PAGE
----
South Yorkshire emergency workers punched, bitten and attacked with weapons as assault numbers rise

Emergency workers in South Yorkshire are increasingly coming under attack, shocking new figures show.

Thursday, 16th January 2020, 1:59 pm

The number of assaults on police, ambulance staff and firefighters going about their vital work all rose last year, a Freedom of Information request has revealed.

South Yorkshire Police said there were 290 assaults on its officers during 2019 – including 72 in Sheffield and 58 in Doncaster – which was more than in any of the previous four years and up from 196 in 2018.

South Yorkshire Fire and Rescue (SYFR) said its staff came under attack 34 times last year – with 13 of those incidents in Sheffield and 11 in Doncaster – up from 29 in 2018 and again higher than in any of the previous four years.

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A bodycam captures the moment police came under attack from fireworks in Sheffield on Bonfire Night 2019

On 11 occasions, missiles were lobbed at firefighters or their vehicles – including on Bonfire Night when firefighters and police came under attack from fireworks in Sheffield.

Yorkshire Ambulance Service said there had been 56 assaults on staff reported within South Yorkshire during 2019 as of December 4 last year – which was already more than the 54 reported throughout 2018, though slightly down on the 62 logged in 2017.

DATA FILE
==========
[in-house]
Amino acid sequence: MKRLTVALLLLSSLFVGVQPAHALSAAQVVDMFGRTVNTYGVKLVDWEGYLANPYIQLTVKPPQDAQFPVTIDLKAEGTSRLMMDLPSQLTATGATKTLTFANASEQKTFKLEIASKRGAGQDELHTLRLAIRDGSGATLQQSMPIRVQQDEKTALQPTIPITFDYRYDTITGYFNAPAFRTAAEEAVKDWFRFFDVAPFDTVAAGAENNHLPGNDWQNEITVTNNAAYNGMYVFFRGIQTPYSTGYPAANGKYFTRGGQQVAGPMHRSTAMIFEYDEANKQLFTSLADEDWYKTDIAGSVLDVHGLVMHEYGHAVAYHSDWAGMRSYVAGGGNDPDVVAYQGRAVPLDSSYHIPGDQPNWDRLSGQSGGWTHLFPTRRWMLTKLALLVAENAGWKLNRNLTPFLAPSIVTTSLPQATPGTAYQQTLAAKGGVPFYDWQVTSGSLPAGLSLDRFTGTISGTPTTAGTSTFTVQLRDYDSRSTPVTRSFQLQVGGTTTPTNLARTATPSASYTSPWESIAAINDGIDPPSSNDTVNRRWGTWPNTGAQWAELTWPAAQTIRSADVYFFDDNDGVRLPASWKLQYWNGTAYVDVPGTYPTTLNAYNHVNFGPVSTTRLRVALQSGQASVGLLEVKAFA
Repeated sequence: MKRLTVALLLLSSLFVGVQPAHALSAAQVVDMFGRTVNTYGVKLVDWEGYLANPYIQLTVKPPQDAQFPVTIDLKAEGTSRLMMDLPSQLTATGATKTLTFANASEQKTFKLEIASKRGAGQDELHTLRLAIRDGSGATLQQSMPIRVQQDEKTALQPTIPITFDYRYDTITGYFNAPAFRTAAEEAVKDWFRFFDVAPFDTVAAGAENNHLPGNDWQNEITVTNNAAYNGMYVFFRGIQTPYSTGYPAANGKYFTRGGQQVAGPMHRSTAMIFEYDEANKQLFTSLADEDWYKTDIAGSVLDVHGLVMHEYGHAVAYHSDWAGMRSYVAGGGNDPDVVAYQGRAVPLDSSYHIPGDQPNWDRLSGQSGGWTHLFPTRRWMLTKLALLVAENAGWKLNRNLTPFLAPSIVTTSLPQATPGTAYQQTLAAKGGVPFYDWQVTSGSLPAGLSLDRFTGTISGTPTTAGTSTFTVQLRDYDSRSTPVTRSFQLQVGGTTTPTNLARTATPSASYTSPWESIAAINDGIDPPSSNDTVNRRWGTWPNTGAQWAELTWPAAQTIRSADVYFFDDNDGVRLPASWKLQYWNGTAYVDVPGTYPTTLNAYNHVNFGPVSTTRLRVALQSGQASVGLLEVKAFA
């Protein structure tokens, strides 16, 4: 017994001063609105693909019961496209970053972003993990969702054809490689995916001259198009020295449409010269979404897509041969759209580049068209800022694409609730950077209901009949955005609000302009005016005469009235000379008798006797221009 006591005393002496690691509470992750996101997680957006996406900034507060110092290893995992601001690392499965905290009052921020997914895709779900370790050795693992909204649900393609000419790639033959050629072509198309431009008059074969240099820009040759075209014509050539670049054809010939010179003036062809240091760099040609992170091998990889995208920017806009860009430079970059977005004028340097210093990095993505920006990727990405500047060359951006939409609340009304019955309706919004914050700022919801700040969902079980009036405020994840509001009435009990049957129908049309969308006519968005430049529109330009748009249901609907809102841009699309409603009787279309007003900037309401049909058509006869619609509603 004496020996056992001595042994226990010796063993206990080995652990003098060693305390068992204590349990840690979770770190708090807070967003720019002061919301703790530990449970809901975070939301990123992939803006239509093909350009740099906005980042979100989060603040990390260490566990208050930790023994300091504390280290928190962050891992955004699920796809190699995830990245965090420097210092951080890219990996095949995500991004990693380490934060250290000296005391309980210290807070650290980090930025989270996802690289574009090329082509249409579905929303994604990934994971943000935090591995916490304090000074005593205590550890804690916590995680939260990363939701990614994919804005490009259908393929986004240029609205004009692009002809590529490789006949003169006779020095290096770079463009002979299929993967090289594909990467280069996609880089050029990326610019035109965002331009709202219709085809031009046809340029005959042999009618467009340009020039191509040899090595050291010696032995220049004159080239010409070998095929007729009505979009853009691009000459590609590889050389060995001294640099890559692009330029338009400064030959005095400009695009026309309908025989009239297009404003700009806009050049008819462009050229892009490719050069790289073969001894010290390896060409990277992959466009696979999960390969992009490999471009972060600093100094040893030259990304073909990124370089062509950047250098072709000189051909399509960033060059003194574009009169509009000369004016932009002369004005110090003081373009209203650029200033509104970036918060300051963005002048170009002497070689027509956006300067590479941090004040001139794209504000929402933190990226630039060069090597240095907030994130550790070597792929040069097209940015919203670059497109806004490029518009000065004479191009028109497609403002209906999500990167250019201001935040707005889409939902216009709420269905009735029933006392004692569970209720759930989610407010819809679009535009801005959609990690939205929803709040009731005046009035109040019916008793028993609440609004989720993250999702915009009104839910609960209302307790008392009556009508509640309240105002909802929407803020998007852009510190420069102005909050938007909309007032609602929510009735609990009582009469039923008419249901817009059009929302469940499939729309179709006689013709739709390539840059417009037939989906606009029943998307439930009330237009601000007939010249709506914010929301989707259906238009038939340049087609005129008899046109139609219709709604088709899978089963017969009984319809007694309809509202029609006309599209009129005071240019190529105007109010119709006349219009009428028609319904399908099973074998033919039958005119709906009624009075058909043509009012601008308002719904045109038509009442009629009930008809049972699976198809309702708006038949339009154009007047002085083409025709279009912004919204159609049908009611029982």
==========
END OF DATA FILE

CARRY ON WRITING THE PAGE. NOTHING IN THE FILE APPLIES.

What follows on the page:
The ambulance trust revealed crew members in the region had been punched 21 times last year, kicked on 15 occasions, bitten six times and spat at seven times.

There were also eight attacks involving weapons and one sexual assault during 2019, though none of the injuries sustained were classed as ‘major’ and in only five cases were they deemed ‘moderate’.

Police were attacked in Sheffield on Bonfire Night, and scores of firefighters and ambulance crews have also been assaulted while on duty

The majority of attacks against South Yorkshire Police officers took place while they were attempting to detain somebody, though most resulted in either no injury or injuries deemed ‘non-reportable’, with only six cases where staff were off work or unable to perform their normal duties for more than seven days.

Assistant Chief Constable David Hartley said that when officers are attacked or injured the force takes it ‘incredibly seriously’ and supports them throughout the investigation and beyond.

SYFR’s head of emergency response, Andrew Strelczenie, pointed out that new laws brought in last year meant there were now harsher sentences for anyone attacking 999 workers, which he called ‘completely unacceptable’.